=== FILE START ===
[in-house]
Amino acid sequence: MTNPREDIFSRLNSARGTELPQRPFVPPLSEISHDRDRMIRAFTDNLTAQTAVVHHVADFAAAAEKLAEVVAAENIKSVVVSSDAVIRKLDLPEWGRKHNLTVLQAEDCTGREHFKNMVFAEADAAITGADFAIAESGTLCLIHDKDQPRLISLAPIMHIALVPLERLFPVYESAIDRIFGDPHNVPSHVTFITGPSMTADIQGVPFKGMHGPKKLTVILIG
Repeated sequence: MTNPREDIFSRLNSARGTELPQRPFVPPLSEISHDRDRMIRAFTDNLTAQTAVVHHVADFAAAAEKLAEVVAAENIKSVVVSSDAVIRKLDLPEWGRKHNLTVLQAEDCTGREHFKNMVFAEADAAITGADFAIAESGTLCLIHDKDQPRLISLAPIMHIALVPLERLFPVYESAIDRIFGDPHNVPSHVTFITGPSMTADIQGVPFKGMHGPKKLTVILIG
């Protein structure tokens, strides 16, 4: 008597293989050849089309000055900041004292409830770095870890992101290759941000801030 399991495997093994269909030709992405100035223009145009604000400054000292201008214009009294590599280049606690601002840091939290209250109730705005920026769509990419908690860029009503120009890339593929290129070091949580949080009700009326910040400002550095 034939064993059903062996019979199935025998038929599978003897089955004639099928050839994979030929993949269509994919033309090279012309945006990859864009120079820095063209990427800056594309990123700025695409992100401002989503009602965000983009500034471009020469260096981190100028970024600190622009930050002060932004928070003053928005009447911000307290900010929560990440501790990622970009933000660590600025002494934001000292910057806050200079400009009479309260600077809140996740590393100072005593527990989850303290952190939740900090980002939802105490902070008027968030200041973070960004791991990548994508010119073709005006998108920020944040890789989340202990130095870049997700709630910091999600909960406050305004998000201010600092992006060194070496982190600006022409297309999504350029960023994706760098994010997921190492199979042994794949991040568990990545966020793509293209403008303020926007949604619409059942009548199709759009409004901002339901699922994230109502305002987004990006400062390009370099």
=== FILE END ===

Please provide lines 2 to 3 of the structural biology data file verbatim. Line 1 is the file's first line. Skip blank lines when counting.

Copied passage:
Amino acid sequence: MTNPREDIFSRLNSARGTELPQRPFVPPLSEISHDRDRMIRAFTDNLTAQTAVVHHVADFAAAAEKLAEVVAAENIKSVVVSSDAVIRKLDLPEWGRKHNLTVLQAEDCTGREHFKNMVFAEADAAITGADFAIAESGTLCLIHDKDQPRLISLAPIMHIALVPLERLFPVYESAIDRIFGDPHNVPSHVTFITGPSMTADIQGVPFKGMHGPKKLTVILIG
Repeated sequence: MTNPREDIFSRLNSARGTELPQRPFVPPLSEISHDRDRMIRAFTDNLTAQTAVVHHVADFAAAAEKLAEVVAAENIKSVVVSSDAVIRKLDLPEWGRKHNLTVLQAEDCTGREHFKNMVFAEADAAITGADFAIAESGTLCLIHDKDQPRLISLAPIMHIALVPLERLFPVYESAIDRIFGDPHNVPSHVTFITGPSMTADIQGVPFKGMHGPKKLTVILIG